Using Asana in Genealogy

We know from experience that having our own genealogy site dramatically enhances the number of contacts we receive from cousins with the same ancestry.asana_logo 

Many of those contacts turn into team members on cousins teams that collaboratively work to trace our common lineage. 

Our sites offer a common repository to display our research successes as well as our brickwalls in the hope that our work is helping other cousins avoid plowing the same research fields over and over as well as advertising the fact that we don’t have all the answers and need help.

I’ve written about TNG, the software I use for my site in the past.  I’m in the process of creating a new site that will include a number of different engines all in a WordPress wrapper.  The process of developing a site isn’t exciting to most folks, but the project management tool I’m using to document the related tasks should interest them because it can be used on our genealogy research for personal projects as well as collaborative projects.

Asana is a cloud-based free app for non-commercial use for individuals and groups of up to 30 participants.  It is simple yet extremely effective to use to detail plans, tasks, schedules and results.  In a few words, I love it!

Let’s look at the the simple task flow to create a new genealogy website I created in Asana.



There are only two main tasks in the project.  Build a new genealogy website and secure a domain name for it.  The rest of the items are subtasks.

Each subtask has been assigned to me in this project.  I a team project they would be assigned to whomever is going to work on them.




Due dates, subtasks, file attachments and an activity feed are also part of each task and subtask.  Assigning a task to a team member automatically sends them an email noting the assignment, a little about it and a direct link to it in the Asana workspace.

You can add as little or as much text to the description of the task as you want.  In this case, I’ve simply added the address of a plugin that I’ll need.  The space could have been filled with a full set of project notes or subset of them, or it could have been simple notes of instruction in a chatty format to a friend.

Asana will generate a reminder note on the day the task is due if you want it.  It allows you to set priorities on the task, Today, Upcoming or Later in addition to the due date.   Tags can be added to help you search for tasks on larger projects. 

Team members can follow tasks even if they don’t have part of that assignment.  It their assignments are dependent on the completion of tasks by others, they’ll can follow along and watch the progress, read any notes about the progress, issues or changes in the schedule.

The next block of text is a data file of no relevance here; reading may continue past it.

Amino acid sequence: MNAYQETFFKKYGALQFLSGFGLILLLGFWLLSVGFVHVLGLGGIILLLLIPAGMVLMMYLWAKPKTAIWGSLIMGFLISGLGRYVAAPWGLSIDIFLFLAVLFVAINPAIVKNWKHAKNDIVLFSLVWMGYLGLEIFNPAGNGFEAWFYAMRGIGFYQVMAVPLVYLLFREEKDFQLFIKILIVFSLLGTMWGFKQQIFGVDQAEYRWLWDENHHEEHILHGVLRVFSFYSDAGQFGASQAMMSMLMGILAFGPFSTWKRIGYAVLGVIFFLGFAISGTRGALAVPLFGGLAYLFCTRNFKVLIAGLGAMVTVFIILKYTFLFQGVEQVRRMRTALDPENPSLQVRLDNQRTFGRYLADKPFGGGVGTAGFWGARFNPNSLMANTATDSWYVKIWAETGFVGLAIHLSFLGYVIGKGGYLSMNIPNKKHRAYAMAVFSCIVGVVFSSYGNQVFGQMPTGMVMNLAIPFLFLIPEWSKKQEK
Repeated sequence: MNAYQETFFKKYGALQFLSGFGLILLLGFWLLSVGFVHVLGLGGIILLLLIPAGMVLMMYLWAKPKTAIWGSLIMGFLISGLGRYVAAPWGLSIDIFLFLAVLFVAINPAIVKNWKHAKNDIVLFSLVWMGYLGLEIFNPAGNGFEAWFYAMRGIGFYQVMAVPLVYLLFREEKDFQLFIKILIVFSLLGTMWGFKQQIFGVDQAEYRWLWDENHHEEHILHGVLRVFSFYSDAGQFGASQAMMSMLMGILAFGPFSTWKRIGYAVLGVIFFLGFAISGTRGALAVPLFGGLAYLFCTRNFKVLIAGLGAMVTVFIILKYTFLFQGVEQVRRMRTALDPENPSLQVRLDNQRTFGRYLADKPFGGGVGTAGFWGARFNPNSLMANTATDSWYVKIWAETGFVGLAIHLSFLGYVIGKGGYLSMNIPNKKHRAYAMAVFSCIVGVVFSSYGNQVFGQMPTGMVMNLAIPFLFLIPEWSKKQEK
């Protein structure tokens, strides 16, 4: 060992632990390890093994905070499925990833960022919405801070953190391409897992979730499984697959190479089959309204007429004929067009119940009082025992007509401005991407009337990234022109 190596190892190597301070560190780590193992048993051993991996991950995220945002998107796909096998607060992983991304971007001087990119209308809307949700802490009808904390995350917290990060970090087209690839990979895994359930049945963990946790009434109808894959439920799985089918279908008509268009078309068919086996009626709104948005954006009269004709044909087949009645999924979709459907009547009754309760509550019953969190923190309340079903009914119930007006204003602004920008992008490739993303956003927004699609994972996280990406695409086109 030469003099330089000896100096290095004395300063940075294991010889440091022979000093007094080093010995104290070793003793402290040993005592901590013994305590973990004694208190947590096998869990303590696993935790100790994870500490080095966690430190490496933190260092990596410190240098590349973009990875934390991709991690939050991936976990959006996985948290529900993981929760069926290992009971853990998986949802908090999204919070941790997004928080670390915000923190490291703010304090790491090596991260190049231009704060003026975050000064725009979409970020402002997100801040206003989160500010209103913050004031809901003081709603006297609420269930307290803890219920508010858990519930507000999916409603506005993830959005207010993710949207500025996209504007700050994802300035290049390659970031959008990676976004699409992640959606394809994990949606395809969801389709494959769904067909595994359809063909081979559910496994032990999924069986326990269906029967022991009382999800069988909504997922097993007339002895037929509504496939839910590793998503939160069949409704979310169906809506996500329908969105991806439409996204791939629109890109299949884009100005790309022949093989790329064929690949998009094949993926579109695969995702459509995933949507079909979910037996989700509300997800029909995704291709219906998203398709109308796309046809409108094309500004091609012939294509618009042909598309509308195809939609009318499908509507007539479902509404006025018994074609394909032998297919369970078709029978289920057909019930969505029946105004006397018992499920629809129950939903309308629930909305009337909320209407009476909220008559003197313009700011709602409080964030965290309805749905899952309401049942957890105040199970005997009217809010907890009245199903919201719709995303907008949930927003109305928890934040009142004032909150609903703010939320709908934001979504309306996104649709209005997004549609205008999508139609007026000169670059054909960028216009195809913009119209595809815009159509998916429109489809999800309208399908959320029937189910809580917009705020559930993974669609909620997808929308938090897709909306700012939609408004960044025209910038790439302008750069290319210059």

In larger projects, many subtasks have subtasks of their own.  A simple click in the task or subtask creates them for you to populate with details, dates and priorities.

if you need to attach a file to the task, simply click on the Attach a File link on each task.  If a thumbnail can be generated from the file, it will appear along with the link to the file. 

All activities on the task are automatically captured in the Activity Feed  section.   The task frame ends with a Comments section.




The main panel lets you sort tasks by your Priority, Projects and Due Date.  I usually sort by date.   Any tasks that have to be completed that day are at the top of the list.  If I finish them, then I can work on the Upcoming tasks, etc.

Because Asana functions as a work organizer, you want it to receive emails as well as the ability to upload files.   Well, it does.   You can forward or send any project related email directly to the project in Asana and it will show up in your project in basket.   The email address is     x+(the project number in the address bar)    The text in the email will arrive intact but file attachments and embedded images will be filtered out.

Speaking of filtering, you can filter your task lists by project names, task names, and tag names. 

The list of projects, tags and people are available in the left panel for everything in each of your workspaces.

Asana offers fairly granular control on what emails you opt to receive and you can add additional email addresses to send the mail from each workspace to.

Links to training videos and keyboard shortcuts grace the bottom of the page.

if you are giving a talk, making a presentation, organizing a breakout session, you need to use Asana.  If you are organizing any genealogy research project, personal or as a group, you need Asana.

Give Asana a try.  I’m confident you’ll thank me for introducing you to Asana right from day one..

Copyright (c) Lee Drew 2013-01-21 07:00:00
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About lineagekeeper

Family history research is a favored avenue of relaxation. It is a Sherlock-like activity that can continue almost anywhere at any time. By leveraging a lifetime involvement in technology, my research efforts have resulted in terabytes of ancestral data, earning me the moniker of Lineagekeeper. And yes - We are all related to Royalty.